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If climate change must be understood as a civilization challenging ethical problem, what can be said about the positions taken by governments and results achieved at the December 2009 Copenhagen conference. To evaluate what happened in Copenhagen one must understand that the Copenhagen meeting was only the last in almost two decades of meetings that have failed to achieve a global solution to climate change. Copenhagen was the 19th meeting of governments from around the world that have been meeting every year since 1990 to forge a comprehensive climate change regime. Copenhagen was also the 15th conference of the parties (COP-15) since the United Nations Framework Convention on Climate Change (UNFCCC) came into effect in 1994 (UN 1992). For more than twenty years some nations have been taking positions on climate change that raise serious ethical concerns. Copenhagen meeting was no exception. However, there were two issues that arose with a new force in Copenhagen. They were the intensity and frequency of calls for: (a) global justice, and (b) increased funding for adaptation programs in vulnerable developing countries (Brown 2009a). Yet, at the conclusion of the Copenhagen conference, as we shall see, little was accomplished in response to these issues or the other climate change disputes that have now plagued climate negotiations for almost two decades. Although, as we shall see, some have pointed to a few positive Copenhagen outcomes, most observers have judged COP-15 to be a disaster. The Copenhagen conference took place from December 7–19, 2009. Copenhagen was intended to be the culmination of a two-year negotiating process that was agreed to in Bali, Indonesia, in December 2007. In 1990 negotiations began that led in 1992 to opening for signature and ratification of the UNFCCC. This treaty itself does not contain binding greenhouse gas (GHG) emissions limitations for countries but nevertheless includes numerous other binding national climate change obligations.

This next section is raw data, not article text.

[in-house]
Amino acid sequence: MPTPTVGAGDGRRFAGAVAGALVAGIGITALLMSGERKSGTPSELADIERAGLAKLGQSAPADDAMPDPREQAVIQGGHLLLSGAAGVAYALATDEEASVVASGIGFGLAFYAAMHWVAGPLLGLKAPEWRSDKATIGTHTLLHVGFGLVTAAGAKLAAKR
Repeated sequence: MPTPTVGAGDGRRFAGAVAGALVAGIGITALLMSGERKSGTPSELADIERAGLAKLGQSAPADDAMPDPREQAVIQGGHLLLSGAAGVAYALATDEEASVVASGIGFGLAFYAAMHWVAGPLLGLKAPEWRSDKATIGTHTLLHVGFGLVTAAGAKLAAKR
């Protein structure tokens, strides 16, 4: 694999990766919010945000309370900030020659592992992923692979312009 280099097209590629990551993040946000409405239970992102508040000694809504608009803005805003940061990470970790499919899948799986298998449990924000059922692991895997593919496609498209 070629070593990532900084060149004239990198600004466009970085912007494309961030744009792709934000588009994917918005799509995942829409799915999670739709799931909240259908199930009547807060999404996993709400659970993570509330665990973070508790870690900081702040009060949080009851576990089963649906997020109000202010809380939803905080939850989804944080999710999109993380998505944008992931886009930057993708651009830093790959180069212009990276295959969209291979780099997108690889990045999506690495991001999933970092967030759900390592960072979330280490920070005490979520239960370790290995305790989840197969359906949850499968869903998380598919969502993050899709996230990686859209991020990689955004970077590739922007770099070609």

Globalisation and Ecological Integrity in Science and International Law This volume returns to one of the major themes of the Global Ecological Integrity Group: the interface between integrity as a scientific concept and a number of important issues in ethics, international law and public health. The main scholars who have worked on these topics over the years return to re-examine these dimensions from the viewpoint of global governance.